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I am writing a simulation which requires a backing database to store the results. The simulation writes a huge amount of data. For obvious performance reasons, I chose to try out a NoSQL database, specifically MongoDB. However, I'm a bit puzzled over my data model.

In relational world, the schema would translate to this:

Relational data model

  1. Simulation holds simulation configuration, status, etc.
  2. Scenario describes a specific simulation case.
  3. Realization groups TestResults.

The simulation work as the following. First we create configuration (maps to Simulation table) and specify scenarios and how many Realization to calculate. Then we start the simulation. The simulation creates realizations in a scenario (in parallel, so many realizations and calculated at the same time and inserted into the scenario the simulation is currently working on).

However, in NoSQL, specifically MongoDB, relations are bad and slow, so I should make use of embedded documents as much as possible. So I came up with this:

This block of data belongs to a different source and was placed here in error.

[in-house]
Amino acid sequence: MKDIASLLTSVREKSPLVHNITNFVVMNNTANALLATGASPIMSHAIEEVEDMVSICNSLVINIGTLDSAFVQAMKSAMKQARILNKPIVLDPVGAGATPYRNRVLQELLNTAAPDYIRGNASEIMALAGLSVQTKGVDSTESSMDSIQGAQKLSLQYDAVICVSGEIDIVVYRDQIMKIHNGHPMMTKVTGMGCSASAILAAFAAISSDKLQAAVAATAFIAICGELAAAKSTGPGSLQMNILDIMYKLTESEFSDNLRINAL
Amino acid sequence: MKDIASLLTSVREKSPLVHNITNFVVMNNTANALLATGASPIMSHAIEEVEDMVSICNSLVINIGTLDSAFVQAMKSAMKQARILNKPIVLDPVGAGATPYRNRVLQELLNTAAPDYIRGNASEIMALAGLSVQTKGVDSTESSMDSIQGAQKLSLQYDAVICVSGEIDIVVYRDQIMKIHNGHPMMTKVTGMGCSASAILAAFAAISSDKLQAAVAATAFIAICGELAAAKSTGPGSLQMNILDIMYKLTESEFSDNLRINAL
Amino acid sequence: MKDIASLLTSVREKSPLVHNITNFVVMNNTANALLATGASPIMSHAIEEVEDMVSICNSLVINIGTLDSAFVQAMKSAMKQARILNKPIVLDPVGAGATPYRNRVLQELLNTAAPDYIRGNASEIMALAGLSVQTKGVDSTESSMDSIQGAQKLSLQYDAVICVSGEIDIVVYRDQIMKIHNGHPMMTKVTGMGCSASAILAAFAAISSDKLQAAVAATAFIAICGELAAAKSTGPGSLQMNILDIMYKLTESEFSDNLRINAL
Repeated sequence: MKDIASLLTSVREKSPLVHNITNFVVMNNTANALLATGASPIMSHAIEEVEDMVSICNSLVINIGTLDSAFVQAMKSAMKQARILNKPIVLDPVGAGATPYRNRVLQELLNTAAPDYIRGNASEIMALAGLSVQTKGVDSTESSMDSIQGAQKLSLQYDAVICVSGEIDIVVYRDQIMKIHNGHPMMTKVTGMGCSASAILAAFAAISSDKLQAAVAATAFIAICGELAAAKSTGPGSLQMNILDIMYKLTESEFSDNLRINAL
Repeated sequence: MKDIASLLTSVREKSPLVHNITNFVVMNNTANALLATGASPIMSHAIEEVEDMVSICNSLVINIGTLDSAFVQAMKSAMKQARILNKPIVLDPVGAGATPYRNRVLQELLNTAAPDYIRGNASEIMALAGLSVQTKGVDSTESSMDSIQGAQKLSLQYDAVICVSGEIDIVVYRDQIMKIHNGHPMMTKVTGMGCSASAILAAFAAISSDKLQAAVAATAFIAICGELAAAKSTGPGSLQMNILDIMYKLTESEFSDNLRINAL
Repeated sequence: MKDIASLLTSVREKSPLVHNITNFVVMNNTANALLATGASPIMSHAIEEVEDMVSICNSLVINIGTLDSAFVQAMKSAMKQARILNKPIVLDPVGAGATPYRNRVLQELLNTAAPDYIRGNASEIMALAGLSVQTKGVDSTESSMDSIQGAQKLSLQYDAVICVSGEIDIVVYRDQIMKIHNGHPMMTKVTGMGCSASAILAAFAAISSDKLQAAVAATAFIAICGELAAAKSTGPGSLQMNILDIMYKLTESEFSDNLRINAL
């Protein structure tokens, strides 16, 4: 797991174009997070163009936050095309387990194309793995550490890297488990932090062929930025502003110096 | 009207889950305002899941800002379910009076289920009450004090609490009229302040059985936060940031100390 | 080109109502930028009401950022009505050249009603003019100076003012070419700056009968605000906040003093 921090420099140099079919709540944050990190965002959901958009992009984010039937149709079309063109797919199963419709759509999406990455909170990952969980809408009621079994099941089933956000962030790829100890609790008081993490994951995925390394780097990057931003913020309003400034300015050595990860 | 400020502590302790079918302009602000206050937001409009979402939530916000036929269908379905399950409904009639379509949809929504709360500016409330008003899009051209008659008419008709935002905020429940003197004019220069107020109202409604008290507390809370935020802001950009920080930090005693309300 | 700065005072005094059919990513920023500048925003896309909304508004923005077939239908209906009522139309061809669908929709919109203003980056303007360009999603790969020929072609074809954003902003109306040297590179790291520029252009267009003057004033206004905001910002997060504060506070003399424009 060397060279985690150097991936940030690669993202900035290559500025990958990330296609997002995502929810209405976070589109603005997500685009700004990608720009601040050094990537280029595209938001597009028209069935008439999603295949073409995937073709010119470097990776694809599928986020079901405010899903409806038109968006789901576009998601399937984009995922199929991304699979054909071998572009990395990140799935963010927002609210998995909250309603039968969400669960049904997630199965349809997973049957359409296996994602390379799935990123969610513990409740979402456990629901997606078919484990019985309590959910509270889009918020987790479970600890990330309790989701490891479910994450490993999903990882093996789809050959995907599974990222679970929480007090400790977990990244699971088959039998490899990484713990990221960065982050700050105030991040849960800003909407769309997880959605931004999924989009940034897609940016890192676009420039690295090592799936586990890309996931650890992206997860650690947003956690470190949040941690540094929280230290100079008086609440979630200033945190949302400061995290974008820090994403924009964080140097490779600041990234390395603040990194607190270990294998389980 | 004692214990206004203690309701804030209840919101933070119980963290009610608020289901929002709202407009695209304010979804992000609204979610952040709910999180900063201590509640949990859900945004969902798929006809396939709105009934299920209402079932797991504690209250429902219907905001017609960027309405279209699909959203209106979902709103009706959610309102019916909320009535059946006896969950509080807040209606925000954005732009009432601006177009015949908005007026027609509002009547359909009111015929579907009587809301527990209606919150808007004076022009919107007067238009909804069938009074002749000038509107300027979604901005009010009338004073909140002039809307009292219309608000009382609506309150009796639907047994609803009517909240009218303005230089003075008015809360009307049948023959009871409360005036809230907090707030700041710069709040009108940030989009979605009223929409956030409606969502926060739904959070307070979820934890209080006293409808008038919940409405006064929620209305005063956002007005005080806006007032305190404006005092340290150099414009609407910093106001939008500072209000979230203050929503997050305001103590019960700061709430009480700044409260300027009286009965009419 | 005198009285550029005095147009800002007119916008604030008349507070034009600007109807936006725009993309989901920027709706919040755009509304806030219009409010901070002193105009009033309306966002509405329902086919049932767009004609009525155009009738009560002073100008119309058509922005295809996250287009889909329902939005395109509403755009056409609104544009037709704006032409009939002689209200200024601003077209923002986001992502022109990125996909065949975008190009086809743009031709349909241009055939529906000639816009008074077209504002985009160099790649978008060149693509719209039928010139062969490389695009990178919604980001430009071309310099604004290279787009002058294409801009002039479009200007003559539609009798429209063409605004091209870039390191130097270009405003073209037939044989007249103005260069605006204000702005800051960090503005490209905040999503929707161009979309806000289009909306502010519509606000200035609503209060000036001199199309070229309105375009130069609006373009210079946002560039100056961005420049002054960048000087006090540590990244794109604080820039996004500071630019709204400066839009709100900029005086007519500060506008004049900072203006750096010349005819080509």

Embedded data model

This model should give me the best performance when first calculating all realizations and THEN saving it to the database as a single insert (of Scenario).

However, for performance reasons, I want to insert a Realization into Scenario as soon as it is computed. Which would require updating the Scenario every time a realization is complited. Is this a bad idea ? It says on the MongoDB reference that when adding a embedded document into a parent document, the parent document is updated but there is a performance loss anyway.

Would it be faster not to embed Realization into Scenario but reference it ? How much performance would be lost when reading and aggregating the data later ? Any other pitfalls I should know ?

Thanks.

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2 Answers 2

up vote 1 down vote accepted

It depends how you will use the data - embedding can involve updating multiple documents, so is slow to write but reading is always one document only so will be fast. Referencing is the opposite - writing to a single document (fast) but reading multiple documents (slow).

Aside from potential limitations like reaching a maximum size for embedded documents, it just comes down to which type of performance is more important for your scenario.

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another thing that you should consider is if you are going to update your records, for example if you have a embedded list of users (let's say friends), if you change the first name of one of the users in users collection, you must iterate the whole friends list and manually update their first name.

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